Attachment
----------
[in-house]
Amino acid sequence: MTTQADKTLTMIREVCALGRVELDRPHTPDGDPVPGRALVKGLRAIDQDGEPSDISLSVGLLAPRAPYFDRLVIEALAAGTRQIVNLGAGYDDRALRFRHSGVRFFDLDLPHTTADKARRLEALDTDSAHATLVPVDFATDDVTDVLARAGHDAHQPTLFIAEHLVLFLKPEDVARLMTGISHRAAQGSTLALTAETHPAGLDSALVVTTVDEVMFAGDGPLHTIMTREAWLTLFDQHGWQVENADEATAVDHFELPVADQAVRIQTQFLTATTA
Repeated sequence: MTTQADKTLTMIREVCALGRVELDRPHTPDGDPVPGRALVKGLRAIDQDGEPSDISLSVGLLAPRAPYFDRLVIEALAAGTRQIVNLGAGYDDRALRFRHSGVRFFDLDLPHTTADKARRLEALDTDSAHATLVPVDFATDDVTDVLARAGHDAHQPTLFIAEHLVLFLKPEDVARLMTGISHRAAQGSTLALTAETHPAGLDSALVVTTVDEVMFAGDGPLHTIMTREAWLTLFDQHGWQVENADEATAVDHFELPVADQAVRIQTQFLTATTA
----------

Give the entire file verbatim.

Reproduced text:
[in-house]
Amino acid sequence: MTTQADKTLTMIREVCALGRVELDRPHTPDGDPVPGRALVKGLRAIDQDGEPSDISLSVGLLAPRAPYFDRLVIEALAAGTRQIVNLGAGYDDRALRFRHSGVRFFDLDLPHTTADKARRLEALDTDSAHATLVPVDFATDDVTDVLARAGHDAHQPTLFIAEHLVLFLKPEDVARLMTGISHRAAQGSTLALTAETHPAGLDSALVVTTVDEVMFAGDGPLHTIMTREAWLTLFDQHGWQVENADEATAVDHFELPVADQAVRIQTQFLTATTA
Repeated sequence: MTTQADKTLTMIREVCALGRVELDRPHTPDGDPVPGRALVKGLRAIDQDGEPSDISLSVGLLAPRAPYFDRLVIEALAAGTRQIVNLGAGYDDRALRFRHSGVRFFDLDLPHTTADKARRLEALDTDSAHATLVPVDFATDDVTDVLARAGHDAHQPTLFIAEHLVLFLKPEDVARLMTGISHRAAQGSTLALTAETHPAGLDSALVVTTVDEVMFAGDGPLHTIMTREAWLTLFDQHGWQVENADEATAVDHFELPVADQAVRIQTQFLTATTA